LATE of an evening, Japan’s black-suited salarymen let their hair down in the streets of Shimbashi, a district of Tokyo. Shirts untucked, ties off, liquor flowing, they stagger around before heading home, or directly back to the office via a konbini (convenience store) to buy a clean shirt.

This is the harmless outlet for their stress: karoshi, or death by overwork, is the darker, and until recently, more overlooked one. This month the first ever government report into the scale of karoshi found that employees put in over 80 hours of overtime a month at almost a quarter of companies surveyed. At 12% of those firms the figure rose to a whopping 100 hours. These numbers may underestimate the problem; under a fifth of 10,000 companies contacted responded, which is a normal response rate, but firms with still worse overtime figures may have kept out of the study.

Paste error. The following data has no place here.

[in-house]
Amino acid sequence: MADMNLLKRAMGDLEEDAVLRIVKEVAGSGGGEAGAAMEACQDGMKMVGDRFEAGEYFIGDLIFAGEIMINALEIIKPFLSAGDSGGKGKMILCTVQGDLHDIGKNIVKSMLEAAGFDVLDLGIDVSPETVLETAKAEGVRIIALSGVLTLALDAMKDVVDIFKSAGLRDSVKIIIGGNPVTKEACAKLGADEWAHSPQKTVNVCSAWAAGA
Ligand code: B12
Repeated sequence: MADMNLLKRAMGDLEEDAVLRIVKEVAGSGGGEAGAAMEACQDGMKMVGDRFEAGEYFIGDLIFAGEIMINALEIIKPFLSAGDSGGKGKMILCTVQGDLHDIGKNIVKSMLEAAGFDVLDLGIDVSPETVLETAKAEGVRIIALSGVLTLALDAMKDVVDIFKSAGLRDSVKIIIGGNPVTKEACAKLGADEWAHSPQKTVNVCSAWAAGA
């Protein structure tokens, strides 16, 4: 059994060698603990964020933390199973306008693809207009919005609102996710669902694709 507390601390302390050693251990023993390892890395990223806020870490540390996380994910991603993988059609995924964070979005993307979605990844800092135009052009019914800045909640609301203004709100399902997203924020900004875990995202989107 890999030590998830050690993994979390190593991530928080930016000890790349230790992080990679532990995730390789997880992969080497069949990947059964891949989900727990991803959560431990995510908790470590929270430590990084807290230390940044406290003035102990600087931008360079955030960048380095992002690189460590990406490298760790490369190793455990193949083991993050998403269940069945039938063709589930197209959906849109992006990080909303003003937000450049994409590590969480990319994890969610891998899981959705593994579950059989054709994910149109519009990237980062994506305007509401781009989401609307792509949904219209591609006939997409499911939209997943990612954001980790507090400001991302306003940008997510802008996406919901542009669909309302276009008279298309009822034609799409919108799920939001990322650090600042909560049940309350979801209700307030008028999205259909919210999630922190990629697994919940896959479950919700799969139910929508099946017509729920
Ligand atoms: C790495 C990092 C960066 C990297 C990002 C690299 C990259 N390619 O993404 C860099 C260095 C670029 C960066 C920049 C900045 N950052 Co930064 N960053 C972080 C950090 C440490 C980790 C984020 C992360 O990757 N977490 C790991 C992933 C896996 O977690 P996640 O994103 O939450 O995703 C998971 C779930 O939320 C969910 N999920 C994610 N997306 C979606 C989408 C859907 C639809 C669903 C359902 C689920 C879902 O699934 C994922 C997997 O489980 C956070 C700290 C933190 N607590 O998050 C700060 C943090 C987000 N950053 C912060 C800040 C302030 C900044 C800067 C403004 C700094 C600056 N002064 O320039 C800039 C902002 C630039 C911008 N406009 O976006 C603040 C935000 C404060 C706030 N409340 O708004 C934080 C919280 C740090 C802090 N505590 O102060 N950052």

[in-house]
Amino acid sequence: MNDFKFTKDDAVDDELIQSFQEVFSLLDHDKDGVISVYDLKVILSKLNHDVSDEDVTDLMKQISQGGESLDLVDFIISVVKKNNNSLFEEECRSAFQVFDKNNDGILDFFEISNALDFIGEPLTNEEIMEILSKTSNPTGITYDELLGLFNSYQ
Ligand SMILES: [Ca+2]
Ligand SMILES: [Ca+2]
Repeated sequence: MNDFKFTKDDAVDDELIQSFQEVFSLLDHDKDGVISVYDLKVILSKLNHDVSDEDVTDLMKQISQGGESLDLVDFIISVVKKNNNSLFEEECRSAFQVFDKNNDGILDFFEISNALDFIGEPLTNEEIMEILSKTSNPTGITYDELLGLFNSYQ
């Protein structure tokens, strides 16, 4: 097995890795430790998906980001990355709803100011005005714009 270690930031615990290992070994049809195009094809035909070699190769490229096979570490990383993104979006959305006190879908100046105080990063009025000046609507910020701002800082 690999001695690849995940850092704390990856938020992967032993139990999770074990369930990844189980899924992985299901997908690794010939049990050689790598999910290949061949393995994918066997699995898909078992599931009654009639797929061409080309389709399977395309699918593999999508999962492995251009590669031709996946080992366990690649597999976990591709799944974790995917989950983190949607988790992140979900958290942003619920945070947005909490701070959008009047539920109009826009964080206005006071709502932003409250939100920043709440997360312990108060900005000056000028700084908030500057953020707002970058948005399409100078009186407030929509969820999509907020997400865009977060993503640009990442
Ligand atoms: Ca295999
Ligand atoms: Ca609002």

Little wonder that 93 people committed or attempted to commit suicide in the year to the end of March 2015 because of overwork. These are the cases where the government has officially recognised that families are owed compensation;...Continue reading